Whitmore was in meetings all day Monday and wasn't available to comment. He sent The Province this text message: "There's not much to clarify. Anything that extends outside the 11-inch pad width is not allowed. If [flaps] are worn properly they're fine."

In December he said he wouldn't ask Luongo to cut the flaps back or tie them down. He also deemed them OK back in April.

"It's just the way Roberto chooses to wear it," Whitmore said in December. "If we thought he was getting an unfair advantage having that protective flap sticking out the side then we would definitely do something about it. ... It hasn't been something that's really worried us."

Something changed. It's believed the NHL was getting heat on what many believed to be a non-issue, so Luongo was asked to cut them as a courtesy to defuse the situation. Luongo's flaps did stick out more than any other goalies' and that may be because he's bowlegged. The flaps became an issue before the playoffs against the Stars when Dallas officially complained.

"There's always a group that wants to look at something. Roberto's pads are worn by several other goaltenders in the league and his body composition is different," said a displeased Canucks GM Dave Nonis.

It's his understanding Luongo could go back to the old flaps, even though that's impossible now he's cut them off.

"Those pads were approved at the start of the year," Nonis said. "If [cutting them off] does [bother him] it's my understanding that he can wear them however he likes."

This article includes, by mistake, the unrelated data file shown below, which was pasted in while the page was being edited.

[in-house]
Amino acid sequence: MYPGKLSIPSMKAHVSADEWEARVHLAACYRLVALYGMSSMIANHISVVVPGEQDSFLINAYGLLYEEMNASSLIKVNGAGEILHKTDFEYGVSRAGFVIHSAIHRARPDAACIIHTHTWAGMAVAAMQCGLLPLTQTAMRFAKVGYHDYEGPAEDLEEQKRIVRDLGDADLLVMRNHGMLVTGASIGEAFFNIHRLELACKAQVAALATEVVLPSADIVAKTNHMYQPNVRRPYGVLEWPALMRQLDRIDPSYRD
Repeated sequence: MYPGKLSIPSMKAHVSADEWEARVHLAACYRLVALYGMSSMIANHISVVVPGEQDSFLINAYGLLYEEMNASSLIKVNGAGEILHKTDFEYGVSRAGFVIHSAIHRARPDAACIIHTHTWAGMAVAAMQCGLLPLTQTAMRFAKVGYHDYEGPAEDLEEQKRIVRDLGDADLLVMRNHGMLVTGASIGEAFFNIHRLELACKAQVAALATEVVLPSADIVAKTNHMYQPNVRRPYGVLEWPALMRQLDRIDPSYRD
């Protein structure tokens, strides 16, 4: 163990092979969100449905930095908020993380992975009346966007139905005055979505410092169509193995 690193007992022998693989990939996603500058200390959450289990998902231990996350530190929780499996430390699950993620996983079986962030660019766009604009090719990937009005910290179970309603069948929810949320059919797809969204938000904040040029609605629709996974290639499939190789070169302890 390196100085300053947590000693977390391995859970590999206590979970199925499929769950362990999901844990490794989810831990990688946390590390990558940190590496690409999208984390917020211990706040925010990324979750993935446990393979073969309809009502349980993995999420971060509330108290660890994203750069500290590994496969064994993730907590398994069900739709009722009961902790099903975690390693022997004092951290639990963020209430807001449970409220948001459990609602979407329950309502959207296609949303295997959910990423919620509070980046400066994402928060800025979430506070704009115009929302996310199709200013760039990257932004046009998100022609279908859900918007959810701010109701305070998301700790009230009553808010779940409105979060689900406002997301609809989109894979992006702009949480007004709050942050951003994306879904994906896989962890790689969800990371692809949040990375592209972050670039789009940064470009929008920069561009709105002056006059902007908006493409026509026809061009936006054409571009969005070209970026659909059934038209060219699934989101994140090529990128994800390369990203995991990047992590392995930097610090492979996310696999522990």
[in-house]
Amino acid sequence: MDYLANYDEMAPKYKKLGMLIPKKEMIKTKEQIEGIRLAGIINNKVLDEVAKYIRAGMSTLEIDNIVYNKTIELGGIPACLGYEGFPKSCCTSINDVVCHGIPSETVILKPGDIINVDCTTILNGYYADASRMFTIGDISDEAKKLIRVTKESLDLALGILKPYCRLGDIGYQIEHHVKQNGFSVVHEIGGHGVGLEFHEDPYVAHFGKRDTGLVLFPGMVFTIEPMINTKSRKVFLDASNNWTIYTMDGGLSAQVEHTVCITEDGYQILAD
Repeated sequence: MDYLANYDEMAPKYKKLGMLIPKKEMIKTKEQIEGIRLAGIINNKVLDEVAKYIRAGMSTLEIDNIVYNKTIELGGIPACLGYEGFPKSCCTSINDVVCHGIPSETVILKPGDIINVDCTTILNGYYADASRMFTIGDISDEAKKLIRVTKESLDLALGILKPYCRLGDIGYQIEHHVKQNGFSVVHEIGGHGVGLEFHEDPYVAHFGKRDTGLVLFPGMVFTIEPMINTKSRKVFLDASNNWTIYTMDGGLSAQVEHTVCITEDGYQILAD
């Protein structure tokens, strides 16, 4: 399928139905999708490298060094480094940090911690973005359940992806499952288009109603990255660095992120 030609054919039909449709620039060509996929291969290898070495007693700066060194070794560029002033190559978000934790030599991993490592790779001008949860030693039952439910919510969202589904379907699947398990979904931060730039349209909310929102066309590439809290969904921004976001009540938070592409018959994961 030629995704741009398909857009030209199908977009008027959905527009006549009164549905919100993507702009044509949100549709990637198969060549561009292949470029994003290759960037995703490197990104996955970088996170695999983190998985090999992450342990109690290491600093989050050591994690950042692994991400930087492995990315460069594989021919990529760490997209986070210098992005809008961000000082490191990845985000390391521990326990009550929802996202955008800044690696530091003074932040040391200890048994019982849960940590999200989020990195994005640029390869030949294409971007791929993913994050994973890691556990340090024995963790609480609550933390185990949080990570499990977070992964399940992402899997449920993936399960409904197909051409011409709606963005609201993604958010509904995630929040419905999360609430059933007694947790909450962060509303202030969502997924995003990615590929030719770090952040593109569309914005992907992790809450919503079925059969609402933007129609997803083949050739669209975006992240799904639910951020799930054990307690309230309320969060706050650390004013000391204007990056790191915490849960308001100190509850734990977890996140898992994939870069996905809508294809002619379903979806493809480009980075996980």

NHL GMs break out groups to discuss rule changes, CBA issues
Pierre LeBrun breaks down the issues that are being discussed at the General Manager meeting this week:

One-minute penalties for overtime during the regular season?

That was one of the many issues discussed Monday as the NHL's 30 GMs broke out into four different groups to tackle a number of subjects.

Other notable issues discussed at the GM’s meeting included: •Carry-over suspensions from prior seasons.

•High-sticking penalties and whether it should remain an automatic four-minute penalty for drawing blood.

•The instigator rule.

•Retaining salary in trades which would allow teams to pay part of a player's salary in trades, which would likely facilitate deals, especially earlier in the season.

•The NHL Players' Association's idea of an 84-game schedule.

•The idea that players who are traded near the trade deadline cannot re-join his old team for a minimum of one year.

•Whether hand passes should be disallowed in the defensive zone.

•Whether breaking a stick on a player should be an automatic slashing penalty.

•Ice conditions around the league.

•The size of goalie equipment.

•Bigger nets

•The shootout and whether to go to a five shooters instead of three and whether a player that was still in the penalty box at the end of overtime should be ineligible for the shootout.